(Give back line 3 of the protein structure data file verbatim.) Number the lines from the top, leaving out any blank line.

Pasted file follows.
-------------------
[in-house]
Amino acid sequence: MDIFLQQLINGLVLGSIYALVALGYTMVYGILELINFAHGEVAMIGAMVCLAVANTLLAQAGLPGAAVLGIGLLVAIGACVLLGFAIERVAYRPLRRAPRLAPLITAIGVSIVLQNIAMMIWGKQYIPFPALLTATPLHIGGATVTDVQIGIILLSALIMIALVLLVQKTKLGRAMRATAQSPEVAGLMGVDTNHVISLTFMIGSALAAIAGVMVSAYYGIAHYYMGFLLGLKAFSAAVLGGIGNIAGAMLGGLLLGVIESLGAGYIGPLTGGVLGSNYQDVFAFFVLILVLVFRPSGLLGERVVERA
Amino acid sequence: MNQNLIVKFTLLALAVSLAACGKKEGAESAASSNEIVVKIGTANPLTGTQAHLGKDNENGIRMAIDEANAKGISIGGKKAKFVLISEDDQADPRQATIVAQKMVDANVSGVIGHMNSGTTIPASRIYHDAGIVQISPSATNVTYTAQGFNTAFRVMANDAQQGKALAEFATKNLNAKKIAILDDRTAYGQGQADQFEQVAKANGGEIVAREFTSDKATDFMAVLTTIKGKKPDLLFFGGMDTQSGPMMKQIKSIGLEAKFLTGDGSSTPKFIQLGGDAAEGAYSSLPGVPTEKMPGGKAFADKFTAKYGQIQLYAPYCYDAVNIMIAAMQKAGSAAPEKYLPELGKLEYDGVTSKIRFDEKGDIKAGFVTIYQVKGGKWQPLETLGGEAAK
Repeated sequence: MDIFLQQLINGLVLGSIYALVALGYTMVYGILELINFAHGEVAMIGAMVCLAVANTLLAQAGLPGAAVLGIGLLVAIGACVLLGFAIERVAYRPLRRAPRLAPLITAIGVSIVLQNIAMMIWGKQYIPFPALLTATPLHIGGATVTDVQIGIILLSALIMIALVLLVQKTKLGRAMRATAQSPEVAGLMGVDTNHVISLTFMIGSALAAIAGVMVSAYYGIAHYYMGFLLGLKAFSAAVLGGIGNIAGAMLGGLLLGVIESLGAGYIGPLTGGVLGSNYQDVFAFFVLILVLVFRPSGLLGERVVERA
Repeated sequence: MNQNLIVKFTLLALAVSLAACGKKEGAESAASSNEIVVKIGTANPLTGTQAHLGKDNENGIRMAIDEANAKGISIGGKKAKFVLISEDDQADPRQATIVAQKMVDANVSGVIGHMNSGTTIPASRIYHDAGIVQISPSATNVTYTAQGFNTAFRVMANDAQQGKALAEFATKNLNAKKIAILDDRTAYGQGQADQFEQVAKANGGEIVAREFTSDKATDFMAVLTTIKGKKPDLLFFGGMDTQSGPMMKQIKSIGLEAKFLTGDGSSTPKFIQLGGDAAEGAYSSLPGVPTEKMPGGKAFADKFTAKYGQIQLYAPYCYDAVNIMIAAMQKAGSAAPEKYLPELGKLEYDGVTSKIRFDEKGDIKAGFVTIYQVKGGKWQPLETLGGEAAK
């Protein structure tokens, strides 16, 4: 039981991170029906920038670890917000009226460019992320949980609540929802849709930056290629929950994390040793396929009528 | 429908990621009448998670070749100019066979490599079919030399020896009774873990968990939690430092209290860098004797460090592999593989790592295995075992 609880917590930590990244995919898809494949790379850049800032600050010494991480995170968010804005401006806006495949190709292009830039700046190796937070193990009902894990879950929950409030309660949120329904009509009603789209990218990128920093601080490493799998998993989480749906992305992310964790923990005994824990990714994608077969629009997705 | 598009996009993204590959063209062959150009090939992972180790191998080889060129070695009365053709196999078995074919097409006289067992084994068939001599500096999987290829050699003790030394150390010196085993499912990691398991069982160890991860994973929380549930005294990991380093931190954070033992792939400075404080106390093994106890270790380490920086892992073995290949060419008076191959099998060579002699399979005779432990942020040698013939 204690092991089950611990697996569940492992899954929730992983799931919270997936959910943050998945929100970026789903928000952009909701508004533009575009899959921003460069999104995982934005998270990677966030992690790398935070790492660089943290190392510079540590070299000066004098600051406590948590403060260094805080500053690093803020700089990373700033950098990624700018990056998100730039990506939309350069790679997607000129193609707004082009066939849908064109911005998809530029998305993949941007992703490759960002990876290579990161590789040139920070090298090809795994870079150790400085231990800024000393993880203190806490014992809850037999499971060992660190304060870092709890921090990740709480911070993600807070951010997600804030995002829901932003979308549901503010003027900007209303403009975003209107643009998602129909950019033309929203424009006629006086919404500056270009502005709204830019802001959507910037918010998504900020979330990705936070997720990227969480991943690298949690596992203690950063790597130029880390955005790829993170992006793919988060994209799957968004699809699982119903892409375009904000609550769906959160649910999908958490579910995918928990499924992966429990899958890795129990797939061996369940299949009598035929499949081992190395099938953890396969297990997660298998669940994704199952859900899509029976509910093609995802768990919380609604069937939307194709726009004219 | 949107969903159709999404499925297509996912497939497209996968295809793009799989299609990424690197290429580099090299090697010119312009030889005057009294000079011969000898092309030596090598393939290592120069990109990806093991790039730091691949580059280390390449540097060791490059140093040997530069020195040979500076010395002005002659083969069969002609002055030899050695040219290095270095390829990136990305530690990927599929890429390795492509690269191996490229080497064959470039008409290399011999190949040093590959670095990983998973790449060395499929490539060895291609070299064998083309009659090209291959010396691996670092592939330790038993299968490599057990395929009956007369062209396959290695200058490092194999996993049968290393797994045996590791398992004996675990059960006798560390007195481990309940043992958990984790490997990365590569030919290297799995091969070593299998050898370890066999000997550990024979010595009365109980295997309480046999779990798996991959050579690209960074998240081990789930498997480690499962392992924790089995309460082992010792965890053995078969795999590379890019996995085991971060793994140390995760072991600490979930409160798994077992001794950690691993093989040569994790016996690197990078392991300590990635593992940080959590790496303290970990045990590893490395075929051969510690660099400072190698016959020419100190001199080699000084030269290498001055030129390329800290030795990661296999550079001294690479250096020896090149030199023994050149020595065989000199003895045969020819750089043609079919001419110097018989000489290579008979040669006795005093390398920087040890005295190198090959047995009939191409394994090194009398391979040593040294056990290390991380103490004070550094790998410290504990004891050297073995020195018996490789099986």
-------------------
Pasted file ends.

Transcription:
Amino acid sequence: MNQNLIVKFTLLALAVSLAACGKKEGAESAASSNEIVVKIGTANPLTGTQAHLGKDNENGIRMAIDEANAKGISIGGKKAKFVLISEDDQADPRQATIVAQKMVDANVSGVIGHMNSGTTIPASRIYHDAGIVQISPSATNVTYTAQGFNTAFRVMANDAQQGKALAEFATKNLNAKKIAILDDRTAYGQGQADQFEQVAKANGGEIVAREFTSDKATDFMAVLTTIKGKKPDLLFFGGMDTQSGPMMKQIKSIGLEAKFLTGDGSSTPKFIQLGGDAAEGAYSSLPGVPTEKMPGGKAFADKFTAKYGQIQLYAPYCYDAVNIMIAAMQKAGSAAPEKYLPELGKLEYDGVTSKIRFDEKGDIKAGFVTIYQVKGGKWQPLETLGGEAAK